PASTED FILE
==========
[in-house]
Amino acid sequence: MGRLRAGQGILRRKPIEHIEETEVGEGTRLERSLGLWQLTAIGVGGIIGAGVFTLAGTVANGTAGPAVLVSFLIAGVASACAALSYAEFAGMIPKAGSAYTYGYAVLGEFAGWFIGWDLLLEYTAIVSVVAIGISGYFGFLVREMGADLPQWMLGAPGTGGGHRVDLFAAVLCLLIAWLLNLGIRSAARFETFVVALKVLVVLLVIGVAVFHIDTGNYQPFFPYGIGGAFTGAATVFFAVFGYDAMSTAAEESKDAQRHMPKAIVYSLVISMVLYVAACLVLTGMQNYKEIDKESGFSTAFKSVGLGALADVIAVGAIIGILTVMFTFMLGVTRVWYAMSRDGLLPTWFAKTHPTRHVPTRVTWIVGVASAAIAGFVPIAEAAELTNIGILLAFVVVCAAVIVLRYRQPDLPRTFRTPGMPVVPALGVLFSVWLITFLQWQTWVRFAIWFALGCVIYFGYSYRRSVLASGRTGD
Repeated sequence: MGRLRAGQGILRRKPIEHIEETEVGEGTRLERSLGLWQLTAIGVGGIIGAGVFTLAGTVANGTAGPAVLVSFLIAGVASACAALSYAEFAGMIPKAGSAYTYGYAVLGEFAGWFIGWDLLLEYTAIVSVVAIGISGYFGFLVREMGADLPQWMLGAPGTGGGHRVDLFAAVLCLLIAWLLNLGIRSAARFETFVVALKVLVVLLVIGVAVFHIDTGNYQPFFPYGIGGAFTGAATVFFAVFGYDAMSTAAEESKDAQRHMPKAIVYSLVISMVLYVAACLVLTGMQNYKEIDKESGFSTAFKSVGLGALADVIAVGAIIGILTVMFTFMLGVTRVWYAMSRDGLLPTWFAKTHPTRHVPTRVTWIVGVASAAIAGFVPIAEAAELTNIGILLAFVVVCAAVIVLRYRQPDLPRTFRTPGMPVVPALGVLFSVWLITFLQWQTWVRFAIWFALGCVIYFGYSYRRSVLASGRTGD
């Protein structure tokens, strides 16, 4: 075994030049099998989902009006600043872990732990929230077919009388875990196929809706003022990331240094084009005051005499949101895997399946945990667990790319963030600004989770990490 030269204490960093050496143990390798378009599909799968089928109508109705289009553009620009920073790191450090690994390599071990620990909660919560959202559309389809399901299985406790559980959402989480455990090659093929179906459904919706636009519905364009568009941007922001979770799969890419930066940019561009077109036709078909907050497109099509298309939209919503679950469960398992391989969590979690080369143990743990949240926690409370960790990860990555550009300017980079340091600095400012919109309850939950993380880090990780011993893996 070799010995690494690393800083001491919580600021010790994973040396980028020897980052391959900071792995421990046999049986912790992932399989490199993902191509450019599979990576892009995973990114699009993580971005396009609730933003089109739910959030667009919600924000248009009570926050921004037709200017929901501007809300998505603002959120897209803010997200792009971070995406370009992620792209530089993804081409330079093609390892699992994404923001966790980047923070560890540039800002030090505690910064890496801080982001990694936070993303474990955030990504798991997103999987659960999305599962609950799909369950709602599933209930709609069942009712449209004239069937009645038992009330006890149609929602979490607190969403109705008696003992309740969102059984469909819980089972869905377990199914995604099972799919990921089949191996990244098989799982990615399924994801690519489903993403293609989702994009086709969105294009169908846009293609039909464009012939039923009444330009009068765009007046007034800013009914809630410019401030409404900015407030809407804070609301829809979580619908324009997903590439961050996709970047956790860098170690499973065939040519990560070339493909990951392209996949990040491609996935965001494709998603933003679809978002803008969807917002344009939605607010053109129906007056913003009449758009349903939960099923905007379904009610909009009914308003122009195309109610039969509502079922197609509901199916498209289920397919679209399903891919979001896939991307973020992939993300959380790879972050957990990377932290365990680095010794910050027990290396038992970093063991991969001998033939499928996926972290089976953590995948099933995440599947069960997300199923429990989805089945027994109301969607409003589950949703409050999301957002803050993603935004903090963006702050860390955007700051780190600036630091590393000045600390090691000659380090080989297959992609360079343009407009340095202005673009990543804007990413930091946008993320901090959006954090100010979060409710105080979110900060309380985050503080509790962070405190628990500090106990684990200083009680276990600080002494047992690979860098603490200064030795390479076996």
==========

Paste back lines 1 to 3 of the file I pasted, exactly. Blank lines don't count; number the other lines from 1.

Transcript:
[in-house]
Amino acid sequence: MGRLRAGQGILRRKPIEHIEETEVGEGTRLERSLGLWQLTAIGVGGIIGAGVFTLAGTVANGTAGPAVLVSFLIAGVASACAALSYAEFAGMIPKAGSAYTYGYAVLGEFAGWFIGWDLLLEYTAIVSVVAIGISGYFGFLVREMGADLPQWMLGAPGTGGGHRVDLFAAVLCLLIAWLLNLGIRSAARFETFVVALKVLVVLLVIGVAVFHIDTGNYQPFFPYGIGGAFTGAATVFFAVFGYDAMSTAAEESKDAQRHMPKAIVYSLVISMVLYVAACLVLTGMQNYKEIDKESGFSTAFKSVGLGALADVIAVGAIIGILTVMFTFMLGVTRVWYAMSRDGLLPTWFAKTHPTRHVPTRVTWIVGVASAAIAGFVPIAEAAELTNIGILLAFVVVCAAVIVLRYRQPDLPRTFRTPGMPVVPALGVLFSVWLITFLQWQTWVRFAIWFALGCVIYFGYSYRRSVLASGRTGD
Repeated sequence: MGRLRAGQGILRRKPIEHIEETEVGEGTRLERSLGLWQLTAIGVGGIIGAGVFTLAGTVANGTAGPAVLVSFLIAGVASACAALSYAEFAGMIPKAGSAYTYGYAVLGEFAGWFIGWDLLLEYTAIVSVVAIGISGYFGFLVREMGADLPQWMLGAPGTGGGHRVDLFAAVLCLLIAWLLNLGIRSAARFETFVVALKVLVVLLVIGVAVFHIDTGNYQPFFPYGIGGAFTGAATVFFAVFGYDAMSTAAEESKDAQRHMPKAIVYSLVISMVLYVAACLVLTGMQNYKEIDKESGFSTAFKSVGLGALADVIAVGAIIGILTVMFTFMLGVTRVWYAMSRDGLLPTWFAKTHPTRHVPTRVTWIVGVASAAIAGFVPIAEAAELTNIGILLAFVVVCAAVIVLRYRQPDLPRTFRTPGMPVVPALGVLFSVWLITFLQWQTWVRFAIWFALGCVIYFGYSYRRSVLASGRTGD